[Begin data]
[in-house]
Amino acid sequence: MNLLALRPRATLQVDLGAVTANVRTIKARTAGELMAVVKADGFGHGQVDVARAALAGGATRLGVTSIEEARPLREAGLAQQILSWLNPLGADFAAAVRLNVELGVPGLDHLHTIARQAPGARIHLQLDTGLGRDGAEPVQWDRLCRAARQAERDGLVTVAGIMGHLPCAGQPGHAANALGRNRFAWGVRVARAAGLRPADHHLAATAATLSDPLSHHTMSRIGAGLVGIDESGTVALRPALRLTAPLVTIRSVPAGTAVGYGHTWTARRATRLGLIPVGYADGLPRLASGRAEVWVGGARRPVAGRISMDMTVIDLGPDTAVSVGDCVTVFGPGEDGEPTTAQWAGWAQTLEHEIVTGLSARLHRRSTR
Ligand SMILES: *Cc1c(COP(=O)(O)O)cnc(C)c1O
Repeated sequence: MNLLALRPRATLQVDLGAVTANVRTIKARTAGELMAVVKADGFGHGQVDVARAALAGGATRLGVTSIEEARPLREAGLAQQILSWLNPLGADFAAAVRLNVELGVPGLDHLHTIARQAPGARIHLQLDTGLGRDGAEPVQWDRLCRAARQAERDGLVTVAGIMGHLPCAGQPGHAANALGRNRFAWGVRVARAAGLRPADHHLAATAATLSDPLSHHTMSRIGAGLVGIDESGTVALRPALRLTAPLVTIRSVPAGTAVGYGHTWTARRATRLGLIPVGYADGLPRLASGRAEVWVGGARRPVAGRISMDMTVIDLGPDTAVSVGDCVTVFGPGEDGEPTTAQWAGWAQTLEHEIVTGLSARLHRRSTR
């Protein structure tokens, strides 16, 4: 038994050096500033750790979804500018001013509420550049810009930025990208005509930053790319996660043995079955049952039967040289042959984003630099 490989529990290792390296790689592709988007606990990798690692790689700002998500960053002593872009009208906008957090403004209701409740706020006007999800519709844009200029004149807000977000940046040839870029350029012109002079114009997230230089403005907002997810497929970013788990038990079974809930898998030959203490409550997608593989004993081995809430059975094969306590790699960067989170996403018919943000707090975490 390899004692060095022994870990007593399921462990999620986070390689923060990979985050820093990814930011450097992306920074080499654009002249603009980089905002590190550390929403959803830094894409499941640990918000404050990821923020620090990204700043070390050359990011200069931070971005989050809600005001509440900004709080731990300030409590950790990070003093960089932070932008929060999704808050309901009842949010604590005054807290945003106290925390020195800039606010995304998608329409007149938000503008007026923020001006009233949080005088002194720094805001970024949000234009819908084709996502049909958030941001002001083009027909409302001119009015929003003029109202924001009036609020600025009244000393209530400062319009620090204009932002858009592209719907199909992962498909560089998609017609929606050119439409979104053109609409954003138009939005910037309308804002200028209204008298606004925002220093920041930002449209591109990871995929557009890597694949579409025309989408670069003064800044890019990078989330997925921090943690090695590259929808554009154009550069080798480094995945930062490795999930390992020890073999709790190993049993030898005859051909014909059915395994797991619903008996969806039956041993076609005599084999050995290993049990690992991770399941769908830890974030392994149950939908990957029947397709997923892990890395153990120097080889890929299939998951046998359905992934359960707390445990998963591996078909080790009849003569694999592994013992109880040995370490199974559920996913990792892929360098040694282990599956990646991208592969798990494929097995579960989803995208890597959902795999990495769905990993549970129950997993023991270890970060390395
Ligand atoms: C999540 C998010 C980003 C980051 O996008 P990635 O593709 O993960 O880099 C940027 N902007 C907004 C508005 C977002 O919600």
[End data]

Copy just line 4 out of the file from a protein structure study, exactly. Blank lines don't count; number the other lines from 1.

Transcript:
Repeated sequence: MNLLALRPRATLQVDLGAVTANVRTIKARTAGELMAVVKADGFGHGQVDVARAALAGGATRLGVTSIEEARPLREAGLAQQILSWLNPLGADFAAAVRLNVELGVPGLDHLHTIARQAPGARIHLQLDTGLGRDGAEPVQWDRLCRAARQAERDGLVTVAGIMGHLPCAGQPGHAANALGRNRFAWGVRVARAAGLRPADHHLAATAATLSDPLSHHTMSRIGAGLVGIDESGTVALRPALRLTAPLVTIRSVPAGTAVGYGHTWTARRATRLGLIPVGYADGLPRLASGRAEVWVGGARRPVAGRISMDMTVIDLGPDTAVSVGDCVTVFGPGEDGEPTTAQWAGWAQTLEHEIVTGLSARLHRRSTR